The author of nine books, Gessen most recently wrote The Future is History: How Totalitarianism Reclaimed Russia, for which she won the 2017 National Book Award for nonfiction.

A day-long festival at Waverley Library celebrating bright ideas and intelligent debate is bound to be one for the books.

Although former SJWF director Michael Misrachi made aliyah with his family last year, his connection to the festival has not been hampered by distance, and his continued involvement will be realised in the first and last session of the day, aptly named “Voices of Israel @ 70”.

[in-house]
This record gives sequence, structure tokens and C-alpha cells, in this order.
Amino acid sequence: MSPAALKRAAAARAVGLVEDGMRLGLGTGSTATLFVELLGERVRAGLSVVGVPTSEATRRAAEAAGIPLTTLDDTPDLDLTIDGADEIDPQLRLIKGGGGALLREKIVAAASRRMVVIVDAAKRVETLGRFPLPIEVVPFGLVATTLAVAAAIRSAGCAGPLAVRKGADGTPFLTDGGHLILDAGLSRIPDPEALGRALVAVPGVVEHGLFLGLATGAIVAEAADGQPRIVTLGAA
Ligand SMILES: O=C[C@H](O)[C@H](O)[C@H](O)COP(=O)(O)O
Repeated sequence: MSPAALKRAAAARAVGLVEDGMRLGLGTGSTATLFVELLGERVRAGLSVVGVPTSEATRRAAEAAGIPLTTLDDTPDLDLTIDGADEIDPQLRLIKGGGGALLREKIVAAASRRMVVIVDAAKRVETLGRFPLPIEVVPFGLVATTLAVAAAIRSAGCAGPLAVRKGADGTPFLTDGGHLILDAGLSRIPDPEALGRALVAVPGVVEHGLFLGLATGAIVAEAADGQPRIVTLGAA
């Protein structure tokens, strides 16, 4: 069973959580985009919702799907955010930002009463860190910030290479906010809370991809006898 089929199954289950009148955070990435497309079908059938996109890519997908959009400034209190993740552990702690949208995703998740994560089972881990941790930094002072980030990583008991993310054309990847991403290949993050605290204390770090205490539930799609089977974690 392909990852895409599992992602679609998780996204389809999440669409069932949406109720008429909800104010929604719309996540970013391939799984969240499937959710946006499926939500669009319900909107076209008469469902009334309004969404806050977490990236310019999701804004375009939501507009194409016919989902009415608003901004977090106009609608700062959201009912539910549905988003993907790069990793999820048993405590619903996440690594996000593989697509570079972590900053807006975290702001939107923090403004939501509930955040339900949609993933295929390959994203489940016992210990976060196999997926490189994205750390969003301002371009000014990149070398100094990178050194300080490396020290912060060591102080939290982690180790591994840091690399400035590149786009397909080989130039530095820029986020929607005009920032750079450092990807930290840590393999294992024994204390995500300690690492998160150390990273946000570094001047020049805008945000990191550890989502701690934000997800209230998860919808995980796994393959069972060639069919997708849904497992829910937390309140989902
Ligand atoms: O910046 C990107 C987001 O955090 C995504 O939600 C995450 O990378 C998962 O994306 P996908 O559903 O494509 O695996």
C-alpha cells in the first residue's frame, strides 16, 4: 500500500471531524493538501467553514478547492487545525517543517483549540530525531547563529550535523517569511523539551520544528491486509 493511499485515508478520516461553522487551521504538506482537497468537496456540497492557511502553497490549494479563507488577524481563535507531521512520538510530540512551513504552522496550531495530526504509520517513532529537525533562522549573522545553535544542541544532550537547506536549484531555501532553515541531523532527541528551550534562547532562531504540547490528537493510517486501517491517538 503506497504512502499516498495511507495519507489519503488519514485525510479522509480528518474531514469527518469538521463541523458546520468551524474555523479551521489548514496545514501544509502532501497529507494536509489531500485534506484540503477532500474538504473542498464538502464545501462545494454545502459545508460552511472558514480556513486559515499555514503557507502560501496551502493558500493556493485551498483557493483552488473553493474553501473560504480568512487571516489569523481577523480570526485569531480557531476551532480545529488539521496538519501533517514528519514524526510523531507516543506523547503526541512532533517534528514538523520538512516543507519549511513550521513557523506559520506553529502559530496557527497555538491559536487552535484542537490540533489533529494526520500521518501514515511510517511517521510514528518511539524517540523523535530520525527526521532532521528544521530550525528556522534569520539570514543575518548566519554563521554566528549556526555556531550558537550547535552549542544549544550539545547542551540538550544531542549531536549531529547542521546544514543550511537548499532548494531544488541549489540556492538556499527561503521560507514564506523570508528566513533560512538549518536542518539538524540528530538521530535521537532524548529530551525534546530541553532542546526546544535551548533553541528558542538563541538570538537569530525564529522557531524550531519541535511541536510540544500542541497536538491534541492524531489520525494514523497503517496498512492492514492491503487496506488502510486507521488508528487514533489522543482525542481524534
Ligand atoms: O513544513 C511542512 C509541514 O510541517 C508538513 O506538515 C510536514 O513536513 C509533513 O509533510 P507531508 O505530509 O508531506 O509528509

During a series of pre-recorded compelling interviews, Misrachi speaks with renowned authors in Israel.

SJWF director Justine Saidman shares the details of this Shalom production. “We interviewed Ron ben Yishai – winner of this year’s Israel Prize; Dorit Rabinyan (her book All The Rivers caused an uproar in some sectors because it depicts a relationship between an Israeli and a Palestinian); Gil Hovav, who is not only a food critic, culinary guru but also an amazing chef; and Israel’s beloved Meir Shalev, who writes children’s books, fiction and a newspaper column. Each of these authors allowed us into their homes so it was a very special experience.”

So special, in fact, that “Voices of Israel @ 70” is the session Saidman is most excited about, but that is very closely followed by talented writer Afua Hirsch, born to a Jewish father and a Ghanaian mother, speaking on the topic, “On Race, Identity and Culture”.